My Dear Brothers and Sisters,
All good and well-meaning people in America and across the world are horrified and heartbroken over the mass shooting that took place at Tree of Life Synagogue in Pittsburgh this weekend. This may have been the largest assault on American Jews in our history, and has happened at a time when there remain many among us, including some of the victims of Saturday’s massacre, who lived through and can remember the Holocaust in Europe of the 1930s and 1940s. Vicious, violent anti-Semitism has been a continuous dark current through western culture century after century; it has erupted in some of the most horrific chapters of our history, and some of the most extreme campaigns of human brutality; and, on Saturday we were reminded in the most painful way that this sheer evil continues to reside in the deep pathology of American religious, racial and ethnic hatreds.
Every community of faith, and the larger society around us, are recoiling at this violent crime of religious hatred in our midst. Everywhere are prayers for the dead and wounded, for the bereaved, and for a shattered community. The people of Tree of Life, and of Squirrel Hill in Pittsburgh, will know, I am certain, the compassion and love of the much larger body of people who feel the deep wound of this violence alongside our Jewish brothers and sisters in Pittsburgh. To all of them this diocese extends our love and grief and the embrace of our common humanity. And the rich fabric of constant prayer.
But this terrible act came at the end of a week when we saw some fourteen or more bombs sent through the mail to political leaders and the news media. That those bombs brought no loss of life is a grace, but the fact of them, sent by an extreme far-right politically motivated attacker, has shaken the foundation of a country preparing right now to exercise the sacrament of its democracy.
Something essential and needed in our common life is coming undone. Some foundation upon which we believed we stood is crumbling. Some thread, by which we were bound together, has been cut, and we are falling away from one another into warring camps and tribal divisions. I have had vestry persons in our parishes tell me that their congregations are so divided that “we can’t even talk to each other anymore.” At church! Everywhere is the fear that those treasured democratic values and bonds of community by which we have ordered our common life across our differences, by which we have endured and survived crisis upon crisis throughout our history, may now be spinning away from us. Who are we actually? And what may we become?
In the face of such a societal crisis, and in this vacuum of political leadership, it is more important than ever that we, the church, be the church. That we choose the gospel witness. We must make now, as ever, no peace with evil, and continue our conviction in the love of God for all people through our Lord Jesus Christ, and for the generosity and freedom and equality and compassion and welcome that this love of God requires of us. These principles must inform everything we do as a church: when we are being pastors and caregivers to one another; when we pray for those who do not pray for us; when we pray for the victims of hate; when we are reaching out to the least, the last and the lost among us; when we are learning in interfaith commonality the thousand faces of God; when we stand as one in advocacy for racial and ethnic and gender and LGBT equality; when we come before the altar to receive the absolving, reconciling love of God in Christ and then turn to this broken world to make our peace. And, too, when we look across the political and cultural divide and extend ourselves for the possibility of something new. To invite, beckon and call those whom we might otherwise name adversary or opponent or enemy into the enfolding love of communion. That we may make every sacrifice for the sake of the Kingdom. So that we may be repairers of the breach. This is what our Presiding Bishop meant in his royal wedding sermon: “love is power.” The power to transform. That simple proclamation, which galvanized the world, is our hope for the world; that the love of God, and the powerful expression of it in your life and mine, may make all things new.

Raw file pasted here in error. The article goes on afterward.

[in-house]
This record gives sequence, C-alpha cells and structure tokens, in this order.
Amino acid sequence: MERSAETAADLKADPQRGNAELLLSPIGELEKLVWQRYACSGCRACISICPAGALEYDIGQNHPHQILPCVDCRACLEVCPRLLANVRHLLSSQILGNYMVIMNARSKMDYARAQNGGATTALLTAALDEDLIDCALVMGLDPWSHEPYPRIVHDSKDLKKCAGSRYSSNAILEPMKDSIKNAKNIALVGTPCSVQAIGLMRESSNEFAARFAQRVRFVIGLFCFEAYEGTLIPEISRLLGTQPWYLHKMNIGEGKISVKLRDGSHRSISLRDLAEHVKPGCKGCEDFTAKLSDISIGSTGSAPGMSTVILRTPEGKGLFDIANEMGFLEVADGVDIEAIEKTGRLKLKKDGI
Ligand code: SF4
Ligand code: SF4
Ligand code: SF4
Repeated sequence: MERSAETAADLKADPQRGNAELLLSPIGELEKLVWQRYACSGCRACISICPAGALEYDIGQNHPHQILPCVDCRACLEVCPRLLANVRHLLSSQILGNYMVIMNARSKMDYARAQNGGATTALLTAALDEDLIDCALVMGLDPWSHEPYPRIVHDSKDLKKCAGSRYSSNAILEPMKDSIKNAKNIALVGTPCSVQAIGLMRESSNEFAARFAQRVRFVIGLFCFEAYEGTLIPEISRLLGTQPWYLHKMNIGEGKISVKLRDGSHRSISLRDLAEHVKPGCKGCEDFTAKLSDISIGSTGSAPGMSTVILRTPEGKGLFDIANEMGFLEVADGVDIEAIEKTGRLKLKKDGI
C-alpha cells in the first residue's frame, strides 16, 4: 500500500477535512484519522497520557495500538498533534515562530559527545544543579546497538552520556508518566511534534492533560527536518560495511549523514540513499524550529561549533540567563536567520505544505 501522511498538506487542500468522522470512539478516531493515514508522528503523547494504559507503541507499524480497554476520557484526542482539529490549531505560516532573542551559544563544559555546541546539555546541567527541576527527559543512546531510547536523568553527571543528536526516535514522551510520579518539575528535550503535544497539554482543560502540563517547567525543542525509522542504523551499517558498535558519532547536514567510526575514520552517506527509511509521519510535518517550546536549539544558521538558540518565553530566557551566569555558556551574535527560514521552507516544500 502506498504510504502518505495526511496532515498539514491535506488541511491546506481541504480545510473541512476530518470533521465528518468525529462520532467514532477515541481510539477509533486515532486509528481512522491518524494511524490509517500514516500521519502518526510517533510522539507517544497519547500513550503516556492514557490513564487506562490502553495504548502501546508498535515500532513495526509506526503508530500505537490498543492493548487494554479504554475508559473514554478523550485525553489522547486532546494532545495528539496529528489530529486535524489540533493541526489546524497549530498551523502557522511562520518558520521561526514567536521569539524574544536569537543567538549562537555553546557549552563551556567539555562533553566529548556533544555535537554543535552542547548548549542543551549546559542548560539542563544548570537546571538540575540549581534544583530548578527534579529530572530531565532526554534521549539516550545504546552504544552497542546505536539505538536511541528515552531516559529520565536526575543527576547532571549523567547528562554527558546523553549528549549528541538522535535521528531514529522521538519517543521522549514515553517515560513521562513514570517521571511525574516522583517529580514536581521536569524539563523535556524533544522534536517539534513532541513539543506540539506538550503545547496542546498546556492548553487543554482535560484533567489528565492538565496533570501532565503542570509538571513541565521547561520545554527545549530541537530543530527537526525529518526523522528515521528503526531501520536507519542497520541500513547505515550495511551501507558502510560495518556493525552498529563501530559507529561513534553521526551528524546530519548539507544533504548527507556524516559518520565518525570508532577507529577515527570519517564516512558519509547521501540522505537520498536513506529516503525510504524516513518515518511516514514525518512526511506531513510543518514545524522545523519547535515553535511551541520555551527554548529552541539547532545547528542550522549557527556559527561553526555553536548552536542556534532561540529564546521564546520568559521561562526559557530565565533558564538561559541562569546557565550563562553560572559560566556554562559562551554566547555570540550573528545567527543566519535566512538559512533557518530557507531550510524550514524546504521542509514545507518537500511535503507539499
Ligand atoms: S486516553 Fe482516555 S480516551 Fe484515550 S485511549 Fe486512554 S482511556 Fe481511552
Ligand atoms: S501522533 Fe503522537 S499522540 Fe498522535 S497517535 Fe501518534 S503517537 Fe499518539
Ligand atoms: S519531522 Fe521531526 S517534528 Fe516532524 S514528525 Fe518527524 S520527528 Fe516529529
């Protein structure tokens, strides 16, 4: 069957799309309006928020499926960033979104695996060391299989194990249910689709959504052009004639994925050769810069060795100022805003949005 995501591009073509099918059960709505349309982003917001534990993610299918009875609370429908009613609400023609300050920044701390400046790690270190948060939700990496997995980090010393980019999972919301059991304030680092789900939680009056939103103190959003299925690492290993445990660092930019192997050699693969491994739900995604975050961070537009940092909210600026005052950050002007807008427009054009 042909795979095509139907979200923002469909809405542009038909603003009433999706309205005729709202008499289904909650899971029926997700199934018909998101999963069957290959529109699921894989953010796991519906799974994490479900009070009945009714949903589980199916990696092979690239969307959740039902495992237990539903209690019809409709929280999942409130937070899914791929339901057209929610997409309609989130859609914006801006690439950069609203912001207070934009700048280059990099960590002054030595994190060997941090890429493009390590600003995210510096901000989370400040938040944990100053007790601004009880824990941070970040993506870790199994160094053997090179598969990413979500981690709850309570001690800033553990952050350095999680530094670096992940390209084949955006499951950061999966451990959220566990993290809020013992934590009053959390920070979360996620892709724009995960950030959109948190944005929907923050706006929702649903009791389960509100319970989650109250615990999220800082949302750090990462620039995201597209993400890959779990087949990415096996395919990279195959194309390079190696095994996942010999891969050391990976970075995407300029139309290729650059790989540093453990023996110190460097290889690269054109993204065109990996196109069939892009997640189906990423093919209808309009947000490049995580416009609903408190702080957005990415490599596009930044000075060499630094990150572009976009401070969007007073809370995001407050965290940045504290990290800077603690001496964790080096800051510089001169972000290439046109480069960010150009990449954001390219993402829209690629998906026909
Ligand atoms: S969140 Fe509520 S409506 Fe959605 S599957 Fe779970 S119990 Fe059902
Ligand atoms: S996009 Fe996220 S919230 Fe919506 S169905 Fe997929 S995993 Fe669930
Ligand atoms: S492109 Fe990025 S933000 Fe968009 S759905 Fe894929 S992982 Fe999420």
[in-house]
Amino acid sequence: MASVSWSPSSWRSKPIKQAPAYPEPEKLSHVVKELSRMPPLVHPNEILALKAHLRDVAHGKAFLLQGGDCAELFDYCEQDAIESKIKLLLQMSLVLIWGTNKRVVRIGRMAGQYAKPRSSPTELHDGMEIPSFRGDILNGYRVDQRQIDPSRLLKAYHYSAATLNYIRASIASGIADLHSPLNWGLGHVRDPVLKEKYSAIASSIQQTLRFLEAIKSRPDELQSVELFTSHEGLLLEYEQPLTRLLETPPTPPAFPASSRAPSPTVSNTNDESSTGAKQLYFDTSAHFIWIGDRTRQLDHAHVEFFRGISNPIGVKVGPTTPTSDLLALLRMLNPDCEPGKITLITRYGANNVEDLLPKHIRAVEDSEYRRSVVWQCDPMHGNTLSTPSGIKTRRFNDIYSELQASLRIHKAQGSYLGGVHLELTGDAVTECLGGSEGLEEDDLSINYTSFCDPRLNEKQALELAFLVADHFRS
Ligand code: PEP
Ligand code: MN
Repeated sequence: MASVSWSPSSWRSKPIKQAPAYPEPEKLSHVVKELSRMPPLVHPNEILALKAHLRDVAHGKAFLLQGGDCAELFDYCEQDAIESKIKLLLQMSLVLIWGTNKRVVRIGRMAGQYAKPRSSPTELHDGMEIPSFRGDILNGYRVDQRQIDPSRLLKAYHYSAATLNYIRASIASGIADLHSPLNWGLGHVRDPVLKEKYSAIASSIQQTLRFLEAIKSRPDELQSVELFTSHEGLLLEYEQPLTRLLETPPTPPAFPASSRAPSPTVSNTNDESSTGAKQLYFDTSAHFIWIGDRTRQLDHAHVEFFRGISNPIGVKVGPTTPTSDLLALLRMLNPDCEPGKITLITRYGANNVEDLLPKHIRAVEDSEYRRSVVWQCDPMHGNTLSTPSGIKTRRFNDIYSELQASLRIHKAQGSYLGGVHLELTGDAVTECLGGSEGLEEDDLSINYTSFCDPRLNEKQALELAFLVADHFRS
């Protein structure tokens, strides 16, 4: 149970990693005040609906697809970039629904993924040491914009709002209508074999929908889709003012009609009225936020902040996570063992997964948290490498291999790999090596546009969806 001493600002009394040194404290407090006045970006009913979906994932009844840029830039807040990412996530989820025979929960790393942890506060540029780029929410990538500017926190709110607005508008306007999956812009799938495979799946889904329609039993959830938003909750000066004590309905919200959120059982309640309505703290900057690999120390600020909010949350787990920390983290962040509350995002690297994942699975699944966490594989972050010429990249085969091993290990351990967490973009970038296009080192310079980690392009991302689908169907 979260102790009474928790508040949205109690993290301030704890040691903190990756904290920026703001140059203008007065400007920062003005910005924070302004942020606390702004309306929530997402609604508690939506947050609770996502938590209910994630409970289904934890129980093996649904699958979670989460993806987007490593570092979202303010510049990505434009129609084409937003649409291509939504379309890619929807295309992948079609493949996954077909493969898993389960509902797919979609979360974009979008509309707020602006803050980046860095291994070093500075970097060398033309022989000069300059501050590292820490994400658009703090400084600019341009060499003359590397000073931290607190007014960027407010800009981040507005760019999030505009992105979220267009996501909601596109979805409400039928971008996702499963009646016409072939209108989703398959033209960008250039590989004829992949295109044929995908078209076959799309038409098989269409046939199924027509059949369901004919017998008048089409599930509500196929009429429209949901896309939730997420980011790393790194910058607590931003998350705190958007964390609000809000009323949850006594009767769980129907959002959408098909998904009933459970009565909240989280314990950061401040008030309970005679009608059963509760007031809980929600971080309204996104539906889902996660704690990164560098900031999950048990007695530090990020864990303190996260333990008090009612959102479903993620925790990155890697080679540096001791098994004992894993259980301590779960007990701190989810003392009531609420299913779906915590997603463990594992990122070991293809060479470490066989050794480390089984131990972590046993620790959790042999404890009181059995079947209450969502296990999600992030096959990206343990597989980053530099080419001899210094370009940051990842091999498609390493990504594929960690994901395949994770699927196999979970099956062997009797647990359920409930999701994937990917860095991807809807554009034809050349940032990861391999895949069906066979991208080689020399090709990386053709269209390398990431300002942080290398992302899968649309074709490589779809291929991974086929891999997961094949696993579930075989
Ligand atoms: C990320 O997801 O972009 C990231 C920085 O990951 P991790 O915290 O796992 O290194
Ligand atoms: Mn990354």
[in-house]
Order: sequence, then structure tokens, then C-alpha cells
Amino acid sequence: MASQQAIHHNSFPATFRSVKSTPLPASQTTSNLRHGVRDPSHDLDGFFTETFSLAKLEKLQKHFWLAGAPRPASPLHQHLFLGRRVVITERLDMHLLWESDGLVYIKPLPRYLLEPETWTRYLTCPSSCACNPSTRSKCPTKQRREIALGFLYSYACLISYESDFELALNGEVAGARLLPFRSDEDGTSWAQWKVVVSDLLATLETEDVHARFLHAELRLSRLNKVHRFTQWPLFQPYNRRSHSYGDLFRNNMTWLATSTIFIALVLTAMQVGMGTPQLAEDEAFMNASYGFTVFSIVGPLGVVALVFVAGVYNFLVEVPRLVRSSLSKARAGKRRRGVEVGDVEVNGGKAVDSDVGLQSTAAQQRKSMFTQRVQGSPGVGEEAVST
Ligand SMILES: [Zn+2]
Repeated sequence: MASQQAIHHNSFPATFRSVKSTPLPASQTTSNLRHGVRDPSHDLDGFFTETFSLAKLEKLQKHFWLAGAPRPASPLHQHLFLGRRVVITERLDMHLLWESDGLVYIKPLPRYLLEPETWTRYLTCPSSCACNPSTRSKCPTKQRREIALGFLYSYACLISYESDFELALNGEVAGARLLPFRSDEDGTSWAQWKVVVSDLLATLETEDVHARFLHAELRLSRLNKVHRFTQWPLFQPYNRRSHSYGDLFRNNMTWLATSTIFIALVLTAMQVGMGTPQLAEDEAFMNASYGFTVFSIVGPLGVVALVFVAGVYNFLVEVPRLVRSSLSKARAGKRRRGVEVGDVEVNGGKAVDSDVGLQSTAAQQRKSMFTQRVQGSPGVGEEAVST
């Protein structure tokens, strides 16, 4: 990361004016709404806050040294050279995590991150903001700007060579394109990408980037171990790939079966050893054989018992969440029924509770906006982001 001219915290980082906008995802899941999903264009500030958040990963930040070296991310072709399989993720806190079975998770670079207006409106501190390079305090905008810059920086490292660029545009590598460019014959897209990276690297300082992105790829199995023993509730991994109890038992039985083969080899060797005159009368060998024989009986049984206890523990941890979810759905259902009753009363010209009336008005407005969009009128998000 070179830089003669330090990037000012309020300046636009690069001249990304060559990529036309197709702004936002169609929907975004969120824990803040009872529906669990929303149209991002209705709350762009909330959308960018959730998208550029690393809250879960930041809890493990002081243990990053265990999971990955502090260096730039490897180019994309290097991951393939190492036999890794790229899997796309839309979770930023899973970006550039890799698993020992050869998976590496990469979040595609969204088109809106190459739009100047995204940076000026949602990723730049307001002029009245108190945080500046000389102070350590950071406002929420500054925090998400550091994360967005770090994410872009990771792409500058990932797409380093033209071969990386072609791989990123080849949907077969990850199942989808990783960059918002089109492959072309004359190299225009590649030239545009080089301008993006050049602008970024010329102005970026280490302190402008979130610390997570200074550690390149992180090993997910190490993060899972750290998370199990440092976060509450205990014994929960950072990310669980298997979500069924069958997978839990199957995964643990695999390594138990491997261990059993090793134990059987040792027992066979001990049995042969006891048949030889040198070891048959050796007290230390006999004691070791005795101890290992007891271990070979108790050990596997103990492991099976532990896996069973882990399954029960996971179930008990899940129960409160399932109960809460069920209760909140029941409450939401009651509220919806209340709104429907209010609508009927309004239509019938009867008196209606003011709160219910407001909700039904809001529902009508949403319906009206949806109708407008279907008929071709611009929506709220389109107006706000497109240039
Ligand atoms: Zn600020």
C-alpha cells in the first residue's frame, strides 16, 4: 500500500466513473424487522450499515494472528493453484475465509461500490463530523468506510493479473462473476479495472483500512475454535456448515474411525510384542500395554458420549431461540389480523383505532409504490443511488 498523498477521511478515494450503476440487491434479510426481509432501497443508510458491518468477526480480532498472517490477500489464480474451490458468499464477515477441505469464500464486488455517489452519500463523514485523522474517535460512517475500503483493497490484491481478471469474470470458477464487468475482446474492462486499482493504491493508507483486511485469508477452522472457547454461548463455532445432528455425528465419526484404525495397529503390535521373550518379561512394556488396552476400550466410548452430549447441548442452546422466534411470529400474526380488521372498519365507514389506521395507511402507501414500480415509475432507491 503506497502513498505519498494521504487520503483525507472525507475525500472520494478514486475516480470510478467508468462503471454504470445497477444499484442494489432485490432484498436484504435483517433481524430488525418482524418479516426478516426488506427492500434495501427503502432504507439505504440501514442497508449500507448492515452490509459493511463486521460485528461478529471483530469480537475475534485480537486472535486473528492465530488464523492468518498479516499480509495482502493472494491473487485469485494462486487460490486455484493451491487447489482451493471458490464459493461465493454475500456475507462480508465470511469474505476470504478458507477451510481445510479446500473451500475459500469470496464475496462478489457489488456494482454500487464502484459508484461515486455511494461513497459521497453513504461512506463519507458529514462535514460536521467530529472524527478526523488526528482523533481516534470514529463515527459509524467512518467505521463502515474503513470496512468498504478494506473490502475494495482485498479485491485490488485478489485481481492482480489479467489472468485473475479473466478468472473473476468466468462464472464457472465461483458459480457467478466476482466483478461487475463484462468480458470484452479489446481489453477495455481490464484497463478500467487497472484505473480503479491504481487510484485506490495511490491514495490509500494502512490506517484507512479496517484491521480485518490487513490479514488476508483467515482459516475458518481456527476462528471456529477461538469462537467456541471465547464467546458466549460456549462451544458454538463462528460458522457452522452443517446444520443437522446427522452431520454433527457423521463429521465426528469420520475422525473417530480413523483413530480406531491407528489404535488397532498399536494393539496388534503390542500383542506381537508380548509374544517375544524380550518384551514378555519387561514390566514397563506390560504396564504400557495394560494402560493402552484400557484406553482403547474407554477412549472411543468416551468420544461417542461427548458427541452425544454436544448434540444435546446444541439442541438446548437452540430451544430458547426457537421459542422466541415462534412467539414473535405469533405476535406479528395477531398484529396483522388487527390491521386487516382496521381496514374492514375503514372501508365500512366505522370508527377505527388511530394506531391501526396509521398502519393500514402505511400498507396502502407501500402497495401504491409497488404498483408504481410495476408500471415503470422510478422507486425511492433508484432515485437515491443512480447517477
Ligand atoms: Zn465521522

With every good wish, I remain
The Right Reverend Andrew ML Dietsche
Bishop of New York
We Must Be Church
Sermon for the 23rd Sunday after Pentecost, October 28, 2018
Readings: Jeremiah 31:7-9; Psalm 126; Hebrews 7:23-28; Mark 10:46-52
Sermon text: Those who sowed with tears will reap with songs of joy. Those who go out weeping, carrying the seed, will come again with joy, shouldering their sheaves. Psalm 126:6-7.
The Bible speaks of exile, sin, injustice, but also of return, restoration, reconciliation.
The Gospel shows us Jesus heading to the cross, but healing along the way.
We are followers of the Risen One.